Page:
However, giving a quick answer: single sets, when performed at 100%, will always yield superior results compared to multiple sets performed at the suboptimal effort.
Is One Set of Weightlifting Enough
Single sets or multiple sets, which can give you the optimal results? In the weightlifting world, the debate is a long-standing one and is still an unresolved one.
When I first got into strength training, I can still remember having pondered a great deal over this.
Since then, however, I’ve become more than convinced (thanks to the wonderful trainer I was lucky enough to have) that single-set strength training is more effective than multiple sets given you are going all-out on each set you perform.
I know many will disagree with me, but I do believe that my CONVICTION is based on a solid foundation (which, among other things, includes my personal experience in this field). So, let’s look a bit further into this.
Why Do Multiple Sets? The Logic of Volume Training
This is the fundamental question, and commonly, there are two answers to this. The fist is a reasonably simple and straightforward one—which is ‘more is better.’ So, here we are talking about training volume as opposed to optimal muscle stimulation. By this logic, if one set is effective, then more sets, say 5, 8, or 12+, would result in a higher gain.
However, you can see the flaw in this reasoning right away. Here is what Mike Mentzer had to say on this: that if you start with, say ten sets and find that this doesn’t work, where do you go from there? Up or down? And how do you decide on that? So, the most logical place to start is with the least number possible, which is one set.
If that doesn’t work, you have the leave to go up to two, and so on. Of course, there is much more to this debate than this, and we don’t want to get too far ahead of ourselves. But, just as an aside, Mike had also categorically put it that one set per exercise is the best means to achieve optimal results.
Also, volume training does not make sense since you can perform it only when you are not exerting optimal effort on a single set. So, for example, let’s say someone has prescribed a multiple rep script, and he performs these multiple bouts but with a suboptimal effort which effectively stimulates nothing.
It merely beats reason how he is going to build size and strength following such a script, quite apart from the fact that volume training also results in longer recovery time, not to mention more training time.
The Logic of IRM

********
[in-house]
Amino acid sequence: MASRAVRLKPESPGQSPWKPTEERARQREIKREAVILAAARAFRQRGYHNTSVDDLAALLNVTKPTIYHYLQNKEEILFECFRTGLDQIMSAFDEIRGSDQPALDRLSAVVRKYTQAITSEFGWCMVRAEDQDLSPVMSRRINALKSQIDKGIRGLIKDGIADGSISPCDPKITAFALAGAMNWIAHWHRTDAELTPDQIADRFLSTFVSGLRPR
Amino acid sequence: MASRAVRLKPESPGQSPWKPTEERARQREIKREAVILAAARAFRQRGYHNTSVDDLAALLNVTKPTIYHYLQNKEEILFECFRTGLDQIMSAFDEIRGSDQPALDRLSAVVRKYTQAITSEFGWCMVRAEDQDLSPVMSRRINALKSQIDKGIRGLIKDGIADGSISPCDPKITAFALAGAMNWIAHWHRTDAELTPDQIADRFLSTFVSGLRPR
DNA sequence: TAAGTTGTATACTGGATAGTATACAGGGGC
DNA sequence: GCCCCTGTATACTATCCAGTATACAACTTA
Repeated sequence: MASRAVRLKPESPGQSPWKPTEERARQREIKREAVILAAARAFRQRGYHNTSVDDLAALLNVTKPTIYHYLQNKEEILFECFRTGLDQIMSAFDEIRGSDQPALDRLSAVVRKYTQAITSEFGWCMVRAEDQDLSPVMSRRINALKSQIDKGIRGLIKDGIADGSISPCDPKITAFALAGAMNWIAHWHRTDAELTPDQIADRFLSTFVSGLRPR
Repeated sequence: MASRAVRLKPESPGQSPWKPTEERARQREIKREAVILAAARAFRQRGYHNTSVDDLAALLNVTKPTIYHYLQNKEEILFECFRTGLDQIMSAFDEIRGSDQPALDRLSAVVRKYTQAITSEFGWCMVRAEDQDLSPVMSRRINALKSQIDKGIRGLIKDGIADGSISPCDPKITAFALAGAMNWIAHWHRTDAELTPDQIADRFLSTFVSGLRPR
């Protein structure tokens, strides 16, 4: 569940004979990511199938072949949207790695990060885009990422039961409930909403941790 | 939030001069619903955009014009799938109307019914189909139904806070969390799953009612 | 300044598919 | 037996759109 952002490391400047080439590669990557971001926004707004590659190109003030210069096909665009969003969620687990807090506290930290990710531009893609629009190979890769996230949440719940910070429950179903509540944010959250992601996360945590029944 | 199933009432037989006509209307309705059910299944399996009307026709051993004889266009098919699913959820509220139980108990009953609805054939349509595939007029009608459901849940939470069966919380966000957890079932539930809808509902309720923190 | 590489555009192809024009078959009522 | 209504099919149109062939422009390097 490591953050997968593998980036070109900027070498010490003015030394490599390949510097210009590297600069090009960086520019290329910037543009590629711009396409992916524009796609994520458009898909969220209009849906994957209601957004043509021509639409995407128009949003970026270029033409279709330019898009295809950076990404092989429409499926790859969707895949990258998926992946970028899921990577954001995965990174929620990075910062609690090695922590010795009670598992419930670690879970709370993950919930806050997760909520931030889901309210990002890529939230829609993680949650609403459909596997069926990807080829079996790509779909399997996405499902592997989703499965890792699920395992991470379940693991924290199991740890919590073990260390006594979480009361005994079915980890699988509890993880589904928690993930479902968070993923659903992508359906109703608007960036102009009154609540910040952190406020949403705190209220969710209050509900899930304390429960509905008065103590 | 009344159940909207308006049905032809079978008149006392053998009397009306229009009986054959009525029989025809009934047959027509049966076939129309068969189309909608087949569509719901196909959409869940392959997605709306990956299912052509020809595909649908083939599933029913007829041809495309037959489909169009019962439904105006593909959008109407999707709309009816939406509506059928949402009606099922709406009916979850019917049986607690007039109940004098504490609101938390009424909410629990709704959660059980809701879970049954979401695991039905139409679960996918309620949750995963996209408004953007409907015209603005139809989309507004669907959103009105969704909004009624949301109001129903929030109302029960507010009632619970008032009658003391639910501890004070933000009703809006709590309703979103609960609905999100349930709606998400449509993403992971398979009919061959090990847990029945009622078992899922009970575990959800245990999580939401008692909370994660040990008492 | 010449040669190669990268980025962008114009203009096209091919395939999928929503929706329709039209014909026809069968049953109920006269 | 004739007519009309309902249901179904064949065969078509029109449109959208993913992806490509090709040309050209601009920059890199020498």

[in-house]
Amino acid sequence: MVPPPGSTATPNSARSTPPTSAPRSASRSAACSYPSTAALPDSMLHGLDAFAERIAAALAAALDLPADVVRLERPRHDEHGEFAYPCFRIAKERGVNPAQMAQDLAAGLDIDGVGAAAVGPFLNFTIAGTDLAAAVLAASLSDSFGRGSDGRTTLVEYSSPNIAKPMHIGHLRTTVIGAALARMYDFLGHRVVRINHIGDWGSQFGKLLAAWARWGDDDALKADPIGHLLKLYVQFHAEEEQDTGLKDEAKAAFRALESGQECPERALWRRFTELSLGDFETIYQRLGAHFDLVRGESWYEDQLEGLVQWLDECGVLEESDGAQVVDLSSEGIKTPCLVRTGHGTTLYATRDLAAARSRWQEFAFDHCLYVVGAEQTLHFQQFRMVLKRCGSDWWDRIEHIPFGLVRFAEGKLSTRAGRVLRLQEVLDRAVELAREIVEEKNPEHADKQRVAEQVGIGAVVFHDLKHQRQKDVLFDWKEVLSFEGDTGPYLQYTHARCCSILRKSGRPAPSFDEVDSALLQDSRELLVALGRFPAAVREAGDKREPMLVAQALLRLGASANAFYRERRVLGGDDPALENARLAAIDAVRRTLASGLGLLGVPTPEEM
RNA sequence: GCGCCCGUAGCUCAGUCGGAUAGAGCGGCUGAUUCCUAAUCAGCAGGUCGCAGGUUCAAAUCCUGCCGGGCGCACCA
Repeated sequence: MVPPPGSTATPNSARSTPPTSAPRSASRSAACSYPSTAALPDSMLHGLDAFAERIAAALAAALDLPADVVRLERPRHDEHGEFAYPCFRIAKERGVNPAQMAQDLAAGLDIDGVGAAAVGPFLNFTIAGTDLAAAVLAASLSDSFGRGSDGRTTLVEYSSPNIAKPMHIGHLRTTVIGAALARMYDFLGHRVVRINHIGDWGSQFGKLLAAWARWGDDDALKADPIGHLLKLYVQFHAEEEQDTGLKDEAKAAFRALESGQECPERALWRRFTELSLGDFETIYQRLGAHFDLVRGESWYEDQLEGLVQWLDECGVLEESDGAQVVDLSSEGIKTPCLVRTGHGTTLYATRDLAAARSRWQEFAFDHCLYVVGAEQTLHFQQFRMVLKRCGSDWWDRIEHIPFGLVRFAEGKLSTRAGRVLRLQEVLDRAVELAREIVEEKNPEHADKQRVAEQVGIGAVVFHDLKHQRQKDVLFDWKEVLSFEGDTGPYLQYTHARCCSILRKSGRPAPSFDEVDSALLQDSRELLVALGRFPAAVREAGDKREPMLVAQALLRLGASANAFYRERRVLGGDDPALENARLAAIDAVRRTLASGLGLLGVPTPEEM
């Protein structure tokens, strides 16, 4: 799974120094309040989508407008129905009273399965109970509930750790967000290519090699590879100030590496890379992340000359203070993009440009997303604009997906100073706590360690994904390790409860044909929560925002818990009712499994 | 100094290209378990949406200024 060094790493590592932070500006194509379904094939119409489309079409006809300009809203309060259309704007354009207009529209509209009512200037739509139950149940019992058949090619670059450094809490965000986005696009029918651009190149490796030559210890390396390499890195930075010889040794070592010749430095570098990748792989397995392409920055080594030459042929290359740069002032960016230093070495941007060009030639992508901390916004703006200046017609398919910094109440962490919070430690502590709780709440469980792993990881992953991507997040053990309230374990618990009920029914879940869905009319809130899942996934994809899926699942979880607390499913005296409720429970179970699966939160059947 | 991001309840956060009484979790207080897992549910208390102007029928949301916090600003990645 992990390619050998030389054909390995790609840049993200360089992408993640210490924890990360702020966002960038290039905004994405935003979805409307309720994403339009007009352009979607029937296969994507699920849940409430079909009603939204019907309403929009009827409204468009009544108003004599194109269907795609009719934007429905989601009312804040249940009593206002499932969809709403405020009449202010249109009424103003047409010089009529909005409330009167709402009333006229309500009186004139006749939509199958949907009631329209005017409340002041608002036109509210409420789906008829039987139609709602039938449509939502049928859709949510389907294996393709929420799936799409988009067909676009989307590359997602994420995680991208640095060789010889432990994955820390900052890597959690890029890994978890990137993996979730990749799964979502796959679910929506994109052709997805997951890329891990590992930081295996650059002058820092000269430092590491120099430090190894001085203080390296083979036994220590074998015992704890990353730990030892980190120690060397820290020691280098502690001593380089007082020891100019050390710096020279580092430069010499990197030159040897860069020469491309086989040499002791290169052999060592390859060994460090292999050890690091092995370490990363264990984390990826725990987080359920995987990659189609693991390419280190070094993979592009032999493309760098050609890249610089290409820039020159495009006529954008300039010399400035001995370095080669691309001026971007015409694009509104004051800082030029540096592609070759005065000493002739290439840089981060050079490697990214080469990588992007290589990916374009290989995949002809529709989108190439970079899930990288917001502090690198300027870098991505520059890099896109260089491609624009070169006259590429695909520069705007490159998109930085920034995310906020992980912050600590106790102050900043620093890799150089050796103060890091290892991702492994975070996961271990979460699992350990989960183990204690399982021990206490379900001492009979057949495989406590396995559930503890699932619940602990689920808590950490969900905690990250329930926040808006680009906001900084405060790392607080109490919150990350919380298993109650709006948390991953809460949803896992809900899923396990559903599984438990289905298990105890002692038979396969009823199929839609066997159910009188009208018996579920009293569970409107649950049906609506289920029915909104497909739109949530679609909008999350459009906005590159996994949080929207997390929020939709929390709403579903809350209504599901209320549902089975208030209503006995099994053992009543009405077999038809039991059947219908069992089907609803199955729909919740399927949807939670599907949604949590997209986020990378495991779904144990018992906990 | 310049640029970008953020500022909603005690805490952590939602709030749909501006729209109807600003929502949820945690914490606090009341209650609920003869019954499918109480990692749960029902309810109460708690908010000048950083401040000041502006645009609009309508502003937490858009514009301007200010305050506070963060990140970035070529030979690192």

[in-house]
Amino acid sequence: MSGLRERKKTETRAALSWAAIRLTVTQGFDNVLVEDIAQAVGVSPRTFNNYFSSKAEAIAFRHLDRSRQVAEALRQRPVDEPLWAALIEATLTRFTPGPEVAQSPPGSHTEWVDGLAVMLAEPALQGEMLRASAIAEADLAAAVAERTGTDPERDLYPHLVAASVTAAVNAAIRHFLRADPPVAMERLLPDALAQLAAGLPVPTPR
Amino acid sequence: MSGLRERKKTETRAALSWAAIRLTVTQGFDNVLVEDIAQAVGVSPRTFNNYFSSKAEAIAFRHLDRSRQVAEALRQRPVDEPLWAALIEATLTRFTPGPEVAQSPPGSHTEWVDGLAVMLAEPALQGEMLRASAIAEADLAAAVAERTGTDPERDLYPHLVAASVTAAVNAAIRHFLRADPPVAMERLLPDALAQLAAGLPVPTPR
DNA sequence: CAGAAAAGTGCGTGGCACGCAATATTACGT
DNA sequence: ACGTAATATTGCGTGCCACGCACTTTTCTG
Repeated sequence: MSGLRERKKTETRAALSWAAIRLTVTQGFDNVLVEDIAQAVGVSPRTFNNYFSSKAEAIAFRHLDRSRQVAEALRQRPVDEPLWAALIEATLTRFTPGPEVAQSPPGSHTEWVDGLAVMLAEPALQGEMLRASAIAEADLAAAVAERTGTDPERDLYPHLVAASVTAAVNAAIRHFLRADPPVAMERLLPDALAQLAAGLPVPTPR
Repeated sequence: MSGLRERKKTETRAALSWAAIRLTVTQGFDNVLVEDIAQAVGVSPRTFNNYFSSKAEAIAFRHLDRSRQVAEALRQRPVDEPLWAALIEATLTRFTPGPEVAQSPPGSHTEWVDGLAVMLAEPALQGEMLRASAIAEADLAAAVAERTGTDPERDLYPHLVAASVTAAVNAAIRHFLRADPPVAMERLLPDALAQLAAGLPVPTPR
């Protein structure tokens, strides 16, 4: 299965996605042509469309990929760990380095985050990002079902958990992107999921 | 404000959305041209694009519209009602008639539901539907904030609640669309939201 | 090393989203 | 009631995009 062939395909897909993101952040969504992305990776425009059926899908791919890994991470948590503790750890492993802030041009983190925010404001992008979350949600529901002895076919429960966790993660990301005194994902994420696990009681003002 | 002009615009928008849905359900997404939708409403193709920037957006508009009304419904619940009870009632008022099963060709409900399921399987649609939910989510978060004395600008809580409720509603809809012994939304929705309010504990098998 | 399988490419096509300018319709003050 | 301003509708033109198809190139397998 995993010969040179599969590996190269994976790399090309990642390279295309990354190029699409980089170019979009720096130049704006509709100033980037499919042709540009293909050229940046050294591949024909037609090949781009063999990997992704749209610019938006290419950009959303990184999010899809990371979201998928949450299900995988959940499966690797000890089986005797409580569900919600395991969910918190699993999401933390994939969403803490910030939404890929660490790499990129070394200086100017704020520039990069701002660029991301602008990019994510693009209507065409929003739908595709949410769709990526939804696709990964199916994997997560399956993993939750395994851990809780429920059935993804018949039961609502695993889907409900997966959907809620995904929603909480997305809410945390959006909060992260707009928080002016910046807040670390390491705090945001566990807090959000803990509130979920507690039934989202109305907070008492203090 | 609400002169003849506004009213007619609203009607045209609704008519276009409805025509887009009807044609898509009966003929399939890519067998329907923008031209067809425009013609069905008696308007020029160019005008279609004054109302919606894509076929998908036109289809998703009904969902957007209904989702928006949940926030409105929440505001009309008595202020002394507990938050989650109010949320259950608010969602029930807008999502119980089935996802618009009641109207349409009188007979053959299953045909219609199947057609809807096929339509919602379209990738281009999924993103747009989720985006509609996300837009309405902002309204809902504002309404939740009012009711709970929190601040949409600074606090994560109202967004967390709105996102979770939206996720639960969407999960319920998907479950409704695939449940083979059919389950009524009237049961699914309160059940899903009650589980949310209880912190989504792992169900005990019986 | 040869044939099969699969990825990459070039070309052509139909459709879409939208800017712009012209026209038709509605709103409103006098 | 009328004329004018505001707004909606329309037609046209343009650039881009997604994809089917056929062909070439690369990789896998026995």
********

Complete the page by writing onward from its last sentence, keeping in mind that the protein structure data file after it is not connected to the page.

Now, to the second answer which has to do with the concept of 1RM or One Repetition Maximum. Most proponents of multiple sets will advance this concept in support of their view. Now, the first problem with 1RM is, of course, determining your maximum capacity and this in itself is a complex task. But we will come to it later.
For now, let us concentrate on the 1RM Percentage phenomenon. The single vs. multiple sets debate has been going on for a long time now, for more than 40 years. So, as can be expected, a lot of studies and researches have already been done, and the concept of 1RM percentage has grown out of these studies.
And as it stands now, the prescription is 12 reps an exercise for 75% of 1RM or 5 reps for 87% of a 1RM and so on.
But what if someone finds that he can perform 16 reps for a 75 1RM percentage? Or, on the other hand, he can only perform four proper reps at 87 percent? Do they dare to go against the prescribed repetitions in such cases?
The problem with the 1RM Percentage system, especially when applied to multiple set protocols, is its lack of accuracy with appropriate resistances and prescribed repetitions meant to achieve optimal overload.
When Did the Debate Start?
It may be instructive at this point to go somewhat back in time and find how, when and why this debate started in the first place. Now, the man responsible for setting the cat among the pigeons was Arthur Jones who, in the 1970s, came out with his theory that single set protocols were able to yield superior results as compared to traditional multi-set routines.
Jones came up with the concept of HIT or High-Intensity Training. According to this method, you perform a single set right up to the point of failure, and when you do that, the result achieved is superior to that which can be gained by performing multiple sets at sub-optimal levels.
This, of course, did not go down well with the traditionalists and subsequently, a heated debate ensued which, to be honest, continues to this day. As mentioned before, a lot of research has been performed in the intervening time, and so we have now concepts such as 1RM and VMF (Volitional Muscular Fatigue).